From: French Space Agency
Posted: Sunday, February 6, 2011
The most recent spacecraft telemetry was acquired on Feb. 1 from the Deep Space Network tracking complex at Madrid, Spain. The Cassini spacecraft is in an excellent state of health and all subsystems are operating normally. Information on the present position and speed of the Cassini spacecraft may be found on the "Present Position" page at: http://saturn.jpl.nasa.gov/mission/presentposition/.
Wednesday, Jan. 26 (DOY 026)
For years researchers have been debating whether Enceladus, a tiny moon orbiting just outside Saturn's rings, is home to a vast underground ocean. Is it wet--or not? Now, new evidence is tipping the scales in favor of yes. Not only does Enceladus likely have an ocean, that ocean is probably fizzy like a soft drink and could be friendly to microbial life. For the full story, go to the following NASA Science News report: http://science.nasa.gov/science-news/science-at-nasa/2011/26jan_fizzyocean/.
Friday, Jan. 28 (DOY 028)
In this week's science observations, the Cosmic Dust Analyzer (CDA) performed a 13-hour interstellar dust observation. The Composite Infrared Spectrometer (CIRS) performed an 11-hour observation to measure oxygen compounds in Saturn's stratosphere. The Ultraviolet Imaging Spectrograph (UVIS), along with the Visual and Infrared Mapping Spectrometer (VIMS) and ISS, performed an 11-hour observation of Saturn's auroral region to investigate variability in auroral emissions. The Radar team obtained a distant Titan radiometer observation while simultaneously collecting data for calibration. A distant UVIS-led observation of Dione was performed on approach to Saturn periapsis, which was focused on icy satellite observations, . This was followed by two sets of Enceladus plume observations led by ISS, along with a CIRS thermal mapping of Mimas. Observations of Enceladus' surface were obtained by all of the Optical Remote Sensing instruments, followed by a Mimas-Helene-Mimas observation block to probe the geology and surface compositions of these moons. The week closed with observations searching for small satellites in the Mimas L4 and L5 Lagrange points, the regions 60 degrees ahead of and behind Mimas, respectively, in its orbit around Saturn. These regions are potentially stable locations for objects; small moons orbit Saturn in the L4 and L5 points of Tethys' and Dione's orbits.
Saturday, Jan. 29 (DOY 029)
The Radio Science Subsystem (RSS) performed a Ka-band Operational Readiness Test (ORT) today over Goldstone's DSS-25 station in preparation for the upcoming Titan 74 (T-74) encounter.
Sunday, Jan. 30 (DOY 030)
The Live Inertial Vector Propagator (IVP) Update and Live Moveable Block (LMB) for DOY 030 to 031 begins execution today. The LMB provides for the update of the vectors and the timing as necessary.
Monday, Jan. 31 (DOY 031)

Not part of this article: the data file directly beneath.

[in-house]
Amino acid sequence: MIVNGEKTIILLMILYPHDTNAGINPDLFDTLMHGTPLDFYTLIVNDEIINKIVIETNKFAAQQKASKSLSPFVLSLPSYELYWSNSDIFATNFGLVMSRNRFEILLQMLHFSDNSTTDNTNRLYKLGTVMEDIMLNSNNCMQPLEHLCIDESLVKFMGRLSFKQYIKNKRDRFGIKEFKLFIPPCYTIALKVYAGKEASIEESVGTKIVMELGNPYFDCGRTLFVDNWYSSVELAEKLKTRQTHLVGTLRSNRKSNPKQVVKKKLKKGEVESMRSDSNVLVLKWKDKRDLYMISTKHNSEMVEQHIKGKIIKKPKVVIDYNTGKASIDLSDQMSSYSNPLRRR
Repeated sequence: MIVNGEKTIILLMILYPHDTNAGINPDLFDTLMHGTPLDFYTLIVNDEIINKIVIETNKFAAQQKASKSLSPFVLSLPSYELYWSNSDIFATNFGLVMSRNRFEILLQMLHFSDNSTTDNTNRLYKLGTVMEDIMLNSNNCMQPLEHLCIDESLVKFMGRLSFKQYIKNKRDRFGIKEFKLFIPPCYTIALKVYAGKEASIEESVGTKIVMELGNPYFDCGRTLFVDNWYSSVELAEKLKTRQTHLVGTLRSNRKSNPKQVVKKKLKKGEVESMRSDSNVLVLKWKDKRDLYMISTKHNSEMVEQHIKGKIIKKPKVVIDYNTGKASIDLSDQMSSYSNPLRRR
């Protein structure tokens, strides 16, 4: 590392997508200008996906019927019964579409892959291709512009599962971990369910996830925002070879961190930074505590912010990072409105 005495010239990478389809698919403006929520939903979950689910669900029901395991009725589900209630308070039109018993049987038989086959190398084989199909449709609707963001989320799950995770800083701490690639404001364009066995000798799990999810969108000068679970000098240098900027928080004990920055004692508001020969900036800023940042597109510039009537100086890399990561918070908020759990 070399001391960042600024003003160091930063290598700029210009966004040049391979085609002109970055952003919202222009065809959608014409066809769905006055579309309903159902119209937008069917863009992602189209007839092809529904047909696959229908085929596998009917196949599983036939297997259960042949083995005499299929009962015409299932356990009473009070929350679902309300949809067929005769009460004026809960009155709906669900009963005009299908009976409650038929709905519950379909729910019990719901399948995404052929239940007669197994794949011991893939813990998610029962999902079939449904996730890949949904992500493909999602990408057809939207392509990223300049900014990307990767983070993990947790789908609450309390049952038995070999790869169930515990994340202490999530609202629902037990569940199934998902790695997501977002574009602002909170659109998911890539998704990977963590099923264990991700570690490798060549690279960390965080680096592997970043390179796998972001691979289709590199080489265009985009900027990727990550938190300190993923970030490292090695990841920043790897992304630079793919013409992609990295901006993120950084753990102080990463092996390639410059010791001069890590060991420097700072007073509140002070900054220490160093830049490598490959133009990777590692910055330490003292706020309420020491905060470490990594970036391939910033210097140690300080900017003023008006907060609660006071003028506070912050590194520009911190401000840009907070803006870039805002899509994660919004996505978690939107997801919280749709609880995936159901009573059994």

Orbit Trim Maneuver (OTM) #276 was performed today. This maneuver is setting up the spacecraft's trajectory for the T-74 encounter on Feb. 18. The Reaction Control Subsystem (RCS) burn began at 05:59 AM PST. Telemetry immediately after the maneuver showed a burn duration of 13.125 seconds, giving a delta-V of 0.021 m/s. All subsystems reported nominal performance after the maneuver. Non-targeted flybys of Epimetheus, Calypso, Prometheus, Enceladus, and Helene occurred today.
Tuesday, Feb. 01 (DOY 032)
A feature story called "Cassini Sends Back Postcards of Saturn Moons" is available on the Cassini web site. It describes how on Jan. 31, Cassini passed by several of Saturn's intriguing moons, snapping images along the way. Cassini passed within about 60,000 kilometers of Enceladus and 28,000 kilometers of Helene. It also caught a glimpse of Mimas in front of Saturn's rings. In one of the images, Cassini is looking at the famous jets erupting from the south polar terrain of Enceladus. For images and more information on this subject, link to: http://saturn.jpl.nasa.gov/news/cassinifeatures/feature20110201/.
A Mission Planning (MP) forum was held today and the topic was integration and implementation of Low Gain Antenna gravity field observations during Titan flybys. The purpose of the meeting was for the Project to review the proposed processes for integrating, implementing, and approving these observations for candidate flybys as well as discuss the risks associated with switching to the low gain antenna during Titan flybys. The project identified several open issues that need to be resolved before the first low gain antenna gravity field observation is implemented.
Commands were uplinked to the spacecraft today in support of S66 for the ISS Memory Readout (MRO) planned for execution on DOY 035. This is to read an error table in response to a WAC machine error seen on DOY 023.
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